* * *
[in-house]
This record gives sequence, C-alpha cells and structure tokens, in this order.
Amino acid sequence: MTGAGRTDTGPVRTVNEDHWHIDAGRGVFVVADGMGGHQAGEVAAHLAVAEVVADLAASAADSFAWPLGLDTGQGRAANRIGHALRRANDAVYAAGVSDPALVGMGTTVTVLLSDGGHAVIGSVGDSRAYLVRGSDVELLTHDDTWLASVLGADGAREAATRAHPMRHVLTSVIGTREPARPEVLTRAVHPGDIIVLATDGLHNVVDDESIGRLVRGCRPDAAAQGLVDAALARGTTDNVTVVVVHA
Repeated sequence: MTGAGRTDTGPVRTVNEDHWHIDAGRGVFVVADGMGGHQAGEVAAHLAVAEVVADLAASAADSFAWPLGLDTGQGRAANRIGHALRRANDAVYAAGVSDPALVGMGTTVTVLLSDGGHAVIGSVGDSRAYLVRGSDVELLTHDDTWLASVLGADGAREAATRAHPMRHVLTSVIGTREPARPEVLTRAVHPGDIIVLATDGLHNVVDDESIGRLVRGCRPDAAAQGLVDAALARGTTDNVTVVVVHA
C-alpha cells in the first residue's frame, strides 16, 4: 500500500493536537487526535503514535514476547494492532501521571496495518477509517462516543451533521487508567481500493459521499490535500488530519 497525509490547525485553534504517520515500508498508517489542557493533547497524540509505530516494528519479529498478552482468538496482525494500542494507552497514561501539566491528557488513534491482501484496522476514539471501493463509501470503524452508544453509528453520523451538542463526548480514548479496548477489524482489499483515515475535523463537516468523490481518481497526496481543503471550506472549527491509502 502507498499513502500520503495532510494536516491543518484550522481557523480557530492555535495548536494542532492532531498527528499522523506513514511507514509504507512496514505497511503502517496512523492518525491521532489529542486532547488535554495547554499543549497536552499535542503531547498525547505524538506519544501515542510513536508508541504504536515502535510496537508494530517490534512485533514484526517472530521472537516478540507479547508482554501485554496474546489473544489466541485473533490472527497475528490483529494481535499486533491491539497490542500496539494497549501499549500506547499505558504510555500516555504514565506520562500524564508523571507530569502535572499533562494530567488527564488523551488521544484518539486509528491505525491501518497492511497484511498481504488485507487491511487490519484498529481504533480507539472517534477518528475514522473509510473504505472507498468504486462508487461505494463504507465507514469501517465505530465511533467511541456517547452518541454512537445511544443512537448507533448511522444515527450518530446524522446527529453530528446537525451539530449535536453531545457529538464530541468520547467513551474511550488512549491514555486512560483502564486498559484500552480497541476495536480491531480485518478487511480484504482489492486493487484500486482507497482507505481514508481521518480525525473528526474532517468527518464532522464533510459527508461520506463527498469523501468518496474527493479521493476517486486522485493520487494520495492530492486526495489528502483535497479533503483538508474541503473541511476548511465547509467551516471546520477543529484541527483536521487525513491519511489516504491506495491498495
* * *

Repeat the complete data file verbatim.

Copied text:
[in-house]
This record gives sequence, C-alpha cells and structure tokens, in this order.
Amino acid sequence: MTGAGRTDTGPVRTVNEDHWHIDAGRGVFVVADGMGGHQAGEVAAHLAVAEVVADLAASAADSFAWPLGLDTGQGRAANRIGHALRRANDAVYAAGVSDPALVGMGTTVTVLLSDGGHAVIGSVGDSRAYLVRGSDVELLTHDDTWLASVLGADGAREAATRAHPMRHVLTSVIGTREPARPEVLTRAVHPGDIIVLATDGLHNVVDDESIGRLVRGCRPDAAAQGLVDAALARGTTDNVTVVVVHA
Repeated sequence: MTGAGRTDTGPVRTVNEDHWHIDAGRGVFVVADGMGGHQAGEVAAHLAVAEVVADLAASAADSFAWPLGLDTGQGRAANRIGHALRRANDAVYAAGVSDPALVGMGTTVTVLLSDGGHAVIGSVGDSRAYLVRGSDVELLTHDDTWLASVLGADGAREAATRAHPMRHVLTSVIGTREPARPEVLTRAVHPGDIIVLATDGLHNVVDDESIGRLVRGCRPDAAAQGLVDAALARGTTDNVTVVVVHA
C-alpha cells in the first residue's frame, strides 16, 4: 500500500493536537487526535503514535514476547494492532501521571496495518477509517462516543451533521487508567481500493459521499490535500488530519 497525509490547525485553534504517520515500508498508517489542557493533547497524540509505530516494528519479529498478552482468538496482525494500542494507552497514561501539566491528557488513534491482501484496522476514539471501493463509501470503524452508544453509528453520523451538542463526548480514548479496548477489524482489499483515515475535523463537516468523490481518481497526496481543503471550506472549527491509502 502507498499513502500520503495532510494536516491543518484550522481557523480557530492555535495548536494542532492532531498527528499522523506513514511507514509504507512496514505497511503502517496512523492518525491521532489529542486532547488535554495547554499543549497536552499535542503531547498525547505524538506519544501515542510513536508508541504504536515502535510496537508494530517490534512485533514484526517472530521472537516478540507479547508482554501485554496474546489473544489466541485473533490472527497475528490483529494481535499486533491491539497490542500496539494497549501499549500506547499505558504510555500516555504514565506520562500524564508523571507530569502535572499533562494530567488527564488523551488521544484518539486509528491505525491501518497492511497484511498481504488485507487491511487490519484498529481504533480507539472517534477518528475514522473509510473504505472507498468504486462508487461505494463504507465507514469501517465505530465511533467511541456517547452518541454512537445511544443512537448507533448511522444515527450518530446524522446527529453530528446537525451539530449535536453531545457529538464530541468520547467513551474511550488512549491514555486512560483502564486498559484500552480497541476495536480491531480485518478487511480484504482489492486493487484500486482507497482507505481514508481521518480525525473528526474532517468527518464532522464533510459527508461520506463527498469523501468518496474527493479521493476517486486522485493520487494520495492530492486526495489528502483535497479533503483538508474541503473541511476548511465547509467551516471546520477543529484541527483536521487525513491519511489516504491506495491498495